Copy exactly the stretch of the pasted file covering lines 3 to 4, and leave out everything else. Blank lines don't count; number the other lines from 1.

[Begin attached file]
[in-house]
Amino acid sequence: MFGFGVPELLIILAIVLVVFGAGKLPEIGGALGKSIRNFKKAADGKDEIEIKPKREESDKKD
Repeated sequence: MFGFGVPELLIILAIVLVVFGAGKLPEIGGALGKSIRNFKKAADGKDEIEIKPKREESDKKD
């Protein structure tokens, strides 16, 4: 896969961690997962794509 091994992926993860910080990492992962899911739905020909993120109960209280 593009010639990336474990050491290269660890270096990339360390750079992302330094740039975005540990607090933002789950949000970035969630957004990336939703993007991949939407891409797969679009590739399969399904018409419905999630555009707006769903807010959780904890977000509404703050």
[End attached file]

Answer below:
Repeated sequence: MFGFGVPELLIILAIVLVVFGAGKLPEIGGALGKSIRNFKKAADGKDEIEIKPKREESDKKD
């Protein structure tokens, strides 16, 4: 896969961690997962794509 091994992926993860910080990492992962899911739905020909993120109960209280 593009010639990336474990050491290269660890270096990339360390750079992302330094740039975005540990607090933002789950949000970035969630957004990336939703993007991949939407891409797969679009590739399969399904018409419905999630555009707006769903807010959780904890977000509404703050």